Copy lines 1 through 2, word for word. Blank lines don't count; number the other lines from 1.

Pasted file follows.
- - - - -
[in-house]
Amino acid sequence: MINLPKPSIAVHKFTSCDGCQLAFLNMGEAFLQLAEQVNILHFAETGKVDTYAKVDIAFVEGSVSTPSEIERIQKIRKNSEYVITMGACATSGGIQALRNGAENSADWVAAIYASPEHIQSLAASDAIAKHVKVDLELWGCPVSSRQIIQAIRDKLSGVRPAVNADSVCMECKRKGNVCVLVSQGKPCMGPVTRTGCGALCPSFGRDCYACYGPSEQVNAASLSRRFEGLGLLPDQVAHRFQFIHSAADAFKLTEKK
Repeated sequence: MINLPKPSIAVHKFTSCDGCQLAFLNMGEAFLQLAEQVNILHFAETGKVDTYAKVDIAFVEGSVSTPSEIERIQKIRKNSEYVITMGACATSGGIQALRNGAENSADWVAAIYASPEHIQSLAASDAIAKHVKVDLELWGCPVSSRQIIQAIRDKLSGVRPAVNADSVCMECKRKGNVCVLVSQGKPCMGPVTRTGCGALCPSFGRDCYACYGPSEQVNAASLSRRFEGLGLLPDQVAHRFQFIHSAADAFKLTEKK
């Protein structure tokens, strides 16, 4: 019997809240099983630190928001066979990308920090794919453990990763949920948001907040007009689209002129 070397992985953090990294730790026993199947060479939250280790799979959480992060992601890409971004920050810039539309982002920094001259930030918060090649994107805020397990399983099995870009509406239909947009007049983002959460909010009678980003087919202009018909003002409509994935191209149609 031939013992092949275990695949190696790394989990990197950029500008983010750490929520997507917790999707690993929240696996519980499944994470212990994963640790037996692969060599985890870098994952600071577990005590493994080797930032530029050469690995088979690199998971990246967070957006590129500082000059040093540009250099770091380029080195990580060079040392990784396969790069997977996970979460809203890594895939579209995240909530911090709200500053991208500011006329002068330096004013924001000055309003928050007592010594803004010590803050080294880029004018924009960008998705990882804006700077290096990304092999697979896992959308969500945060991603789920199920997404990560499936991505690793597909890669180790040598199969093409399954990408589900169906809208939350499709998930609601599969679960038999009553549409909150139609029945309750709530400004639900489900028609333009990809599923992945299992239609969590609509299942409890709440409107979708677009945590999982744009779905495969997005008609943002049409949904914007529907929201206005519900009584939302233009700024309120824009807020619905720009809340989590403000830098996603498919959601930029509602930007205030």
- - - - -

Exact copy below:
[in-house]
Amino acid sequence: MINLPKPSIAVHKFTSCDGCQLAFLNMGEAFLQLAEQVNILHFAETGKVDTYAKVDIAFVEGSVSTPSEIERIQKIRKNSEYVITMGACATSGGIQALRNGAENSADWVAAIYASPEHIQSLAASDAIAKHVKVDLELWGCPVSSRQIIQAIRDKLSGVRPAVNADSVCMECKRKGNVCVLVSQGKPCMGPVTRTGCGALCPSFGRDCYACYGPSEQVNAASLSRRFEGLGLLPDQVAHRFQFIHSAADAFKLTEKK